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Florida Innovation Competition Aids Gainesville Entrepreneurs


Gainesville-based entrepreneurs are making a strong showing for the fifth annual Cade Museum prize.

Out of the 80 submissions, judges narrowed it down to a “Sweet 16,” and announced them on March 11. Seven of which are from Gainesville.

The Cade Museum for Creativity and Invention annually awards Florida individuals or companies prize money to take their invention to market, and this year, $50,000 is up for grabs.

The award, funded by the Community Foundation of North Central Florida, is an opportunity for inventors around the state to potentially fund their best products and ideas.

One such idea is the SureCap, a cap to cover the tips of electrodes planted in the brain during deep brain stimulation treatment. The invention is the brainchild of Dr. Kelly Foote, a University of Florida neurosurgeon and Dr. Michael Okun, a University of Florida surgical neurologist.

The pair collaborated with Mark Davidson, president of The Tech Toybox, after meeting at the University of Florida Office of Technology Licensing.

In typical capping devices, after the procedure some patients’ skulls have a bump that stands five to seven millimeters above the surface of the skull after healing from the procedure, Davidson said.

“If a patient has this in for a long time, it can erode the scalp,” he said. “Now you have a wound above the cap that’s not fully protecting the brain.”

The SureCap is designed to hold the electrode tips in place by using an adhesive substance. The product is also well hidden under the skin, Okun said.

“The new solution addresses migration, erosion, as well as making a more aesthetic result,” wrote Okun in an email.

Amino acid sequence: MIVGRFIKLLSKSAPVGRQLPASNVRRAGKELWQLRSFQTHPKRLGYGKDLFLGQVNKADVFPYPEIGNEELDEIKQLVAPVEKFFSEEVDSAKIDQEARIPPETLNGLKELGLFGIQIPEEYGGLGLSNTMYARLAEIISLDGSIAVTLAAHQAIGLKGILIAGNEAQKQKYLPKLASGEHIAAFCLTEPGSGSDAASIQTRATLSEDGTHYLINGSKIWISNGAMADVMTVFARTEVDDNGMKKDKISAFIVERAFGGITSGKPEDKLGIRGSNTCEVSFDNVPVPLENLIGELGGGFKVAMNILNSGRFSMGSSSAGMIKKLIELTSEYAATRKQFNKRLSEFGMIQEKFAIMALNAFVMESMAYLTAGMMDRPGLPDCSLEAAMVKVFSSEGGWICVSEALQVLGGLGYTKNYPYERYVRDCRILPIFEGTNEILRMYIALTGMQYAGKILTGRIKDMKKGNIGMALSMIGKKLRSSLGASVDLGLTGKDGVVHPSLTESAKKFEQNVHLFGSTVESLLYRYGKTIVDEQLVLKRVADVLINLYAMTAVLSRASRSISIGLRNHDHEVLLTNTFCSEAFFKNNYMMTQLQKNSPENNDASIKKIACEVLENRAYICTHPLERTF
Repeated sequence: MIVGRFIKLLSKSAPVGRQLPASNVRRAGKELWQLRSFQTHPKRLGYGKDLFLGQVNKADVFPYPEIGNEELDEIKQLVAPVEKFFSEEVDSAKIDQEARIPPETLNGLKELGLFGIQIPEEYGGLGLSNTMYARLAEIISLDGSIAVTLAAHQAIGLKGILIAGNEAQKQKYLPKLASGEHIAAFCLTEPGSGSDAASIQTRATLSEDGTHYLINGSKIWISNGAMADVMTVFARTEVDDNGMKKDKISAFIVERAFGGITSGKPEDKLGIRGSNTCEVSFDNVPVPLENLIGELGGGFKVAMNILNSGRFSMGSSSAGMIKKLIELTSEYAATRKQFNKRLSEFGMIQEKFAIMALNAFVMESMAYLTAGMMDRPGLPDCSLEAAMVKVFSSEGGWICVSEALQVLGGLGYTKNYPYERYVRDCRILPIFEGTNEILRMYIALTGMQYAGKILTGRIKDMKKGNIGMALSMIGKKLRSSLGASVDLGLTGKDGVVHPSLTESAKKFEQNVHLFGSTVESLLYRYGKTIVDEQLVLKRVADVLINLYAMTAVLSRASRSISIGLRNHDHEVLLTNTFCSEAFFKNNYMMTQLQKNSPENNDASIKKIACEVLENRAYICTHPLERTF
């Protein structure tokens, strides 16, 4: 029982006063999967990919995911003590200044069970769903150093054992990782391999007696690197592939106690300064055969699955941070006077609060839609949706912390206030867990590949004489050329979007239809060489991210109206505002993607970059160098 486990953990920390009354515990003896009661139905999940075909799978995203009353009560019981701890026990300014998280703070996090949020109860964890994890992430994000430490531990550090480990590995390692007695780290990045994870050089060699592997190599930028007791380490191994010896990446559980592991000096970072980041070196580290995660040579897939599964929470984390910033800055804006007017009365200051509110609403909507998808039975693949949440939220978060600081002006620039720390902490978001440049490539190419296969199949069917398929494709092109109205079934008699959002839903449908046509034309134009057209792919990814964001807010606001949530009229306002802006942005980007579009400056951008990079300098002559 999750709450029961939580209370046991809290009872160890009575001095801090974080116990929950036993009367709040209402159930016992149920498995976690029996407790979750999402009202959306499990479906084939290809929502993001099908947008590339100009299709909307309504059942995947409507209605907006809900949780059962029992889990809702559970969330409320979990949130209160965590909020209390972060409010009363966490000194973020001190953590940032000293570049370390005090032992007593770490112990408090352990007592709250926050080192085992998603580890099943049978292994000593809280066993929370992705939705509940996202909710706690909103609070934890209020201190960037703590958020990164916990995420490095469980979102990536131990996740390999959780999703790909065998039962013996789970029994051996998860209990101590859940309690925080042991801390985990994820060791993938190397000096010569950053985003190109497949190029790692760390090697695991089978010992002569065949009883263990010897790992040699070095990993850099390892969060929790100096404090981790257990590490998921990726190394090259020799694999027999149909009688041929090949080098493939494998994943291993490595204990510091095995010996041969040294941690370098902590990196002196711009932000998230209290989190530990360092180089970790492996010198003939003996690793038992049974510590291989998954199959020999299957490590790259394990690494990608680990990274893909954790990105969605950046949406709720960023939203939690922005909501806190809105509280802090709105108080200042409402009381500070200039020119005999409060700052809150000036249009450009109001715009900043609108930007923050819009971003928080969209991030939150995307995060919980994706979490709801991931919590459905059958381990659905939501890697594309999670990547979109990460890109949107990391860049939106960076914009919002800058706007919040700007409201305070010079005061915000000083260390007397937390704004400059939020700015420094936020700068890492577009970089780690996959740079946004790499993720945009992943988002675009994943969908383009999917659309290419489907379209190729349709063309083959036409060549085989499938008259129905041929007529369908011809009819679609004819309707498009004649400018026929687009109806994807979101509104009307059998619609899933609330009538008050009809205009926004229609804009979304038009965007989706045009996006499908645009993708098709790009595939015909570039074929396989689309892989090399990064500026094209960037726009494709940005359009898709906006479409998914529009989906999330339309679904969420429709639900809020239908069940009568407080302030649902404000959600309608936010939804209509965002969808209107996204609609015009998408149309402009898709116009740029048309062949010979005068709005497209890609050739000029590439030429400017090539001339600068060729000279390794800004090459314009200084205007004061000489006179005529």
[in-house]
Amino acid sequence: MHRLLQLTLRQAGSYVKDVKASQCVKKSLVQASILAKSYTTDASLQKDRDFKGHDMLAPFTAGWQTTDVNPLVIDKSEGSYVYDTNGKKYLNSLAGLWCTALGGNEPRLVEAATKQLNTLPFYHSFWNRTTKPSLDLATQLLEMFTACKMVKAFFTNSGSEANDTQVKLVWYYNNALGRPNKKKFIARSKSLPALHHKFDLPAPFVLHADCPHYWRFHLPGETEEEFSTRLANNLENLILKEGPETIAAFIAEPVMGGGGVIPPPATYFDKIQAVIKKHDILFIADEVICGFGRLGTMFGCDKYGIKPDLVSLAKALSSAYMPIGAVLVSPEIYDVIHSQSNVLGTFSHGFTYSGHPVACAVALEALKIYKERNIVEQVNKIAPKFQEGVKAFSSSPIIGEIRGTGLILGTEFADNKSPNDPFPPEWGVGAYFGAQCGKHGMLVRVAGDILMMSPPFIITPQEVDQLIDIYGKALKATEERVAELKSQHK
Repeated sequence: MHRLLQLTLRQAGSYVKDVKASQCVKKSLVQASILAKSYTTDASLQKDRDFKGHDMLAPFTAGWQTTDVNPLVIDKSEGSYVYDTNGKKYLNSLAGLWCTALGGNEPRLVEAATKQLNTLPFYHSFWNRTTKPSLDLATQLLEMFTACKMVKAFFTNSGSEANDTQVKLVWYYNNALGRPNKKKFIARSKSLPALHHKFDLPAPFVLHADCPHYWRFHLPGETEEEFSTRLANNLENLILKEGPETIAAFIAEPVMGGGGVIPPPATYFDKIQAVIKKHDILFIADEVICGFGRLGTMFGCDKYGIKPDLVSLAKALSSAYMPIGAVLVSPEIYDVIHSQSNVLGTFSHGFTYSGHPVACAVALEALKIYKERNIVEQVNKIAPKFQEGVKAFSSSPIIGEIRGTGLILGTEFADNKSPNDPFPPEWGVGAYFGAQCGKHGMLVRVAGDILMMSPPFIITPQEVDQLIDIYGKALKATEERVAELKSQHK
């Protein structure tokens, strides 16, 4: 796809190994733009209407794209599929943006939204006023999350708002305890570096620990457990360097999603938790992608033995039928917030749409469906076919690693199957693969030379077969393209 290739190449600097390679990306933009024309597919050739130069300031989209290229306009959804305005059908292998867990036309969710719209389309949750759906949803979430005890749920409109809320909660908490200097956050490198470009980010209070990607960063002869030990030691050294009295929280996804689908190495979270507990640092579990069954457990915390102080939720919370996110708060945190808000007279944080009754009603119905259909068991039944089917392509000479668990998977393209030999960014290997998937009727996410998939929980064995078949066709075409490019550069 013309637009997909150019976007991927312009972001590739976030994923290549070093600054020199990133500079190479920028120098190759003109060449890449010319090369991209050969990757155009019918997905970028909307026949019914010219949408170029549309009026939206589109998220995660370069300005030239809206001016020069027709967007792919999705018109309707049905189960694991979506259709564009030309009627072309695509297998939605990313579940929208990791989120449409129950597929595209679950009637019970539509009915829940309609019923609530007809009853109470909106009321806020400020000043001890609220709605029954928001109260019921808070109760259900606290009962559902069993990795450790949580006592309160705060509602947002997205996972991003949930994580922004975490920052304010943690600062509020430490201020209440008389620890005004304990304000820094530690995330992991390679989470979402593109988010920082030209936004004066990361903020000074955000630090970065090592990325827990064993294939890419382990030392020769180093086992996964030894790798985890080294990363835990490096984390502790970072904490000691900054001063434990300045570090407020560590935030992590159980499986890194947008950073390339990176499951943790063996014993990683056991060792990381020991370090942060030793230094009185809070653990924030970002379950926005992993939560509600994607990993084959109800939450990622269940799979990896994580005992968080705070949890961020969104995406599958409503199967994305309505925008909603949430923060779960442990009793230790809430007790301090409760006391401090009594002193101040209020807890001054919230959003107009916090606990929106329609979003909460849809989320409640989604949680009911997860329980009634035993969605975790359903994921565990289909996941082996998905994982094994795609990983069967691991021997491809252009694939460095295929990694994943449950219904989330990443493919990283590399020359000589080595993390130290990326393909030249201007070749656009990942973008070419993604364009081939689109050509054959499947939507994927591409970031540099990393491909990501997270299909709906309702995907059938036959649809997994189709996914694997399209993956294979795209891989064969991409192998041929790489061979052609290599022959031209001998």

However, the product is still in the research phase, and the team has been working with the UF Office of Technology Licensing to develop a full prototype to help the company get going, Davidson said.

Through the Cade Museum Prize, the team hopes to get the help they need to start working on long-term goals.

Another Gainesville-based finalist is Amir Rubin.

Rubin is the CEO of Paracosm, a software company that helps businesses build 3-D maps and models of their facilities using data received from 3-D depth sensor cameras.

After scanning rooms to capture images, the data is stitched together using Paracosm’s software to create a model.

Rubin said he got the idea after thinking of ways to virtually visit places.

“We are doing some scanning of fun local places like the Harn Museum and Thomas Center, and we did the Magnolia Bed and Breakfast,” Rubin said.

Aside from the money, he said he likes that the prize connects participants to the Cade Museum’s network of media, investors and people who want to help out.

“It’s not just the money and it’s not just an award,” he said. “They really are trying to plug your company into their network.”

Judges will select four finalists on April 8 and they will present products and ideas on May 8, according to the press release. The winner will be announced the same day during a gala event in the Santa Fe College Fine Arts Hall.


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